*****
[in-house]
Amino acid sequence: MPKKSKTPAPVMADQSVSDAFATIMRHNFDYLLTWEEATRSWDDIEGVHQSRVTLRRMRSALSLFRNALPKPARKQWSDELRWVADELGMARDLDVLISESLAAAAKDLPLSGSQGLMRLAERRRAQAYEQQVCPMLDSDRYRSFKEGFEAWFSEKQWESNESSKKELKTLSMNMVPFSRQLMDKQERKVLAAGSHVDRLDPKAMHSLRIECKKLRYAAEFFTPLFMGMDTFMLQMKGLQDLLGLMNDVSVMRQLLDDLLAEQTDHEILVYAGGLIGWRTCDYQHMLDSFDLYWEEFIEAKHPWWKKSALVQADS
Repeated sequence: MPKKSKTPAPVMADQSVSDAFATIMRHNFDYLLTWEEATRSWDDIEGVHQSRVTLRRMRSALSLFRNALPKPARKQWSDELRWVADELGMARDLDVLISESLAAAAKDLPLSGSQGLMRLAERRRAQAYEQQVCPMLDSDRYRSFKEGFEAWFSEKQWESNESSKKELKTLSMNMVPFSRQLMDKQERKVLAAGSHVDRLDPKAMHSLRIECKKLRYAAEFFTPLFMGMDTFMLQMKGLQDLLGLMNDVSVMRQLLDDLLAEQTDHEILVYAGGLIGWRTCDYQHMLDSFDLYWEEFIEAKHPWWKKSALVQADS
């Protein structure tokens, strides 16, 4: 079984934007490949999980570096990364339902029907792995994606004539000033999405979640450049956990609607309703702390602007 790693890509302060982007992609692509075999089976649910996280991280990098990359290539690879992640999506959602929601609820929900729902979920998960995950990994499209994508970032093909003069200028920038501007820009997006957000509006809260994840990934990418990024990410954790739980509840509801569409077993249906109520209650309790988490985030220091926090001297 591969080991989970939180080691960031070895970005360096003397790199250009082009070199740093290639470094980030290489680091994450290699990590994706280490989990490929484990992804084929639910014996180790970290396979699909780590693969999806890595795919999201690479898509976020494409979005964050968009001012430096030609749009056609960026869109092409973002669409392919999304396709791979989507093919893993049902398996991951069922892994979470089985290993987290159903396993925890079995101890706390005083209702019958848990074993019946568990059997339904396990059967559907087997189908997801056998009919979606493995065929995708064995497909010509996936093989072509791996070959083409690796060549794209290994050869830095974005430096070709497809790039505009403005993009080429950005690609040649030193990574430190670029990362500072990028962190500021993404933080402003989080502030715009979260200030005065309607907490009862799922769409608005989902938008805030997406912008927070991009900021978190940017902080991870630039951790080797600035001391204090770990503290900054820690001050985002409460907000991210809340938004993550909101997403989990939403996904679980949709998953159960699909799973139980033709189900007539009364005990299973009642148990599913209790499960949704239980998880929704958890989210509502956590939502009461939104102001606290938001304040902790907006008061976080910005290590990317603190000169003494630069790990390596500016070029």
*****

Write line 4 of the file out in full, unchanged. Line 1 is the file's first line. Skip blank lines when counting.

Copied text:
């Protein structure tokens, strides 16, 4: 079984934007490949999980570096990364339902029907792995994606004539000033999405979640450049956990609607309703702390602007 790693890509302060982007992609692509075999089976649910996280991280990098990359290539690879992640999506959602929601609820929900729902979920998960995950990994499209994508970032093909003069200028920038501007820009997006957000509006809260994840990934990418990024990410954790739980509840509801569409077993249906109520209650309790988490985030220091926090001297 591969080991989970939180080691960031070895970005360096003397790199250009082009070199740093290639470094980030290489680091994450290699990590994706280490989990490929484990992804084929639910014996180790970290396979699909780590693969999806890595795919999201690479898509976020494409979005964050968009001012430096030609749009056609960026869109092409973002669409392919999304396709791979989507093919893993049902398996991951069922892994979470089985290993987290159903396993925890079995101890706390005083209702019958848990074993019946568990059997339904396990059967559907087997189908997801056998009919979606493995065929995708064995497909010509996936093989072509791996070959083409690796060549794209290994050869830095974005430096070709497809790039505009403005993009080429950005690609040649030193990574430190670029990362500072990028962190500021993404933080402003989080502030715009979260200030005065309607907490009862799922769409608005989902938008805030997406912008927070991009900021978190940017902080991870630039951790080797600035001391204090770990503290900054820690001050985002409460907000991210809340938004993550909101997403989990939403996904679980949709998953159960699909799973139980033709189900007539009364005990299973009642148990599913209790499960949704239980998880929704958890989210509502956590939502009461939104102001606290938001304040902790907006008061976080910005290590990317603190000169003494630069790990390596500016070029």